Please Pass the Recipe

from one generation to the next

Perfect Roast Chicken

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It’s easy to take for granted that your blog followers share with you the same basic understanding of cooking but defining that “basic” is like interpreting “normal.” Shaped by experience, preferences, beliefs, family, and culture, everyone’s situation is unique.

A couple of weeks ago a reader asked if I had posted a recipe for roast chicken. Roasting meat is part of my Anglo Australian cooking heritage, an everyday technique you learn from your Mum, but then, thinking more deeply about the process, about the details that ensure roast chicken is always moist, tasty and cooked to the bone, I concluded it’s not so simple afterall.

Oven roasted chicken with all the trimmings was my Mum’s celebration meal. Before the mass battery hen industry lowered the price of a chicken to within reach of the average household, it was indulgent, it was extravagant and to me, it was the most delicious meal I could ever eat. As I entered my teens,  the prices of poultry plummeted and roast chicken become a regular on our dinner table.

As a family meal, roast chicken has come a full circle. I take a moral stand on the consumption of chicken and eggs. I always choose organic, by definition also free range, and ethically raised birds don’t come cheaply, so my roast chicken must be perfect. I want crisp golden skin, moist well flavoured breast meat and juicy thigh cooked to the bone.

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These are my tips and tricks:
1. For better flavour and more even cooking, choose a large chicken, 1.8kg – 2kg.
2. Remove the chicken from the fridge an hour before you intend to put it in the oven.
3. Preheat the oven to 200C.
4. To keep the breast moist, stuff the cavity with a simple seasoning of 2 cups of fresh breadcrumb, a tablespoon of dried herbs and the zest of a lemon, moistened only with water, about 1/4 cup.
5. Truss the chicken loosely so that the oven heat can easily penetrate the space between the thigh and the breast.
6. Rub the chicken skin all over with a slick of olive oil.
7. Put the chicken breast side up in the baking dish.
8. Bake the chicken on the middle rack of the oven for 10 minutes at 200C then reduce the heat to 180C.
9. Don’t use any tools that will pierce the chicken skin while the bird is cooking or resting, as the juices that have collected underneath the skin, keeping the meat moist will flow out.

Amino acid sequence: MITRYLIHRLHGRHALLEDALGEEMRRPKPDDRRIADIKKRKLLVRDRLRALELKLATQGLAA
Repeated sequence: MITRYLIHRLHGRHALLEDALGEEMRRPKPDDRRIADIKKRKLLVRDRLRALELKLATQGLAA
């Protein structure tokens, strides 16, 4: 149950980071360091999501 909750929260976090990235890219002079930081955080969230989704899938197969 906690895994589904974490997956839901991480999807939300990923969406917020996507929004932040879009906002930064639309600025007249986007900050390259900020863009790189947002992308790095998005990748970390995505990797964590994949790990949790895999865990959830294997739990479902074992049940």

10. Turn the tray, not the chicken.
11. Bake a 1.8kg chicken for 1 hour, 20minutes.
12. Remove the chicken from the oven and rest it in a warm place for 15-20 minutes before carving and serving

We enjoy the breasts for dinner when the chicken is fresh from the oven. In summer there is a never ending list of salads I prepare with leftover cold chicken, in winter I make chicken pot pie.

 

About ladyredspecs

I live in sunny Brisbane, Australia. My love of good food drives me as a cook, a reader, a traveller, an artist and but mostly as an eater. I cooked professionally for many years but have no formal training. Simply guided by a love of eating good food, respect for ingredients and an abhorrence of artificial additives, I cook instinctively applying the technical know how acquired by experience. I hope you enjoy what I share Sandra AKA ladyredspecs

27 comments on “Perfect Roast Chicken

  1. Pingback: Perfectly crispy roasted pork belly | Please Pass the Recipe

  2. becca givens
    September 6, 2014

    Roast chicken is my favorite as well — but I have not perfected cooking it myself … I will try your method with the help of “dr google” with conversion tools for directions! I look forward to enjoying! 😀

    Like

  3. bakeritalia
    August 28, 2014

    I have to say, roast chicken is one of my favourite family meals too. I have a fwe ways I cook it but each time it always brings the family together, great post.

    Like

    • ladyredspecs
      August 28, 2014

      Thanks, I think a home roast chook is loved Australia wide!

      Like

  4. StefanGourmet
    August 28, 2014

    Interesting! When and how do you season with salt?

    Like

    • ladyredspecs
      August 28, 2014

      There is absolutely no need with the organic chickens I use. The flavour is assertively that of poultry and salting the skin would just draw the juices from the breast meat. Add a few flakes at the table if you like…

      Like

      • StefanGourmet
        August 29, 2014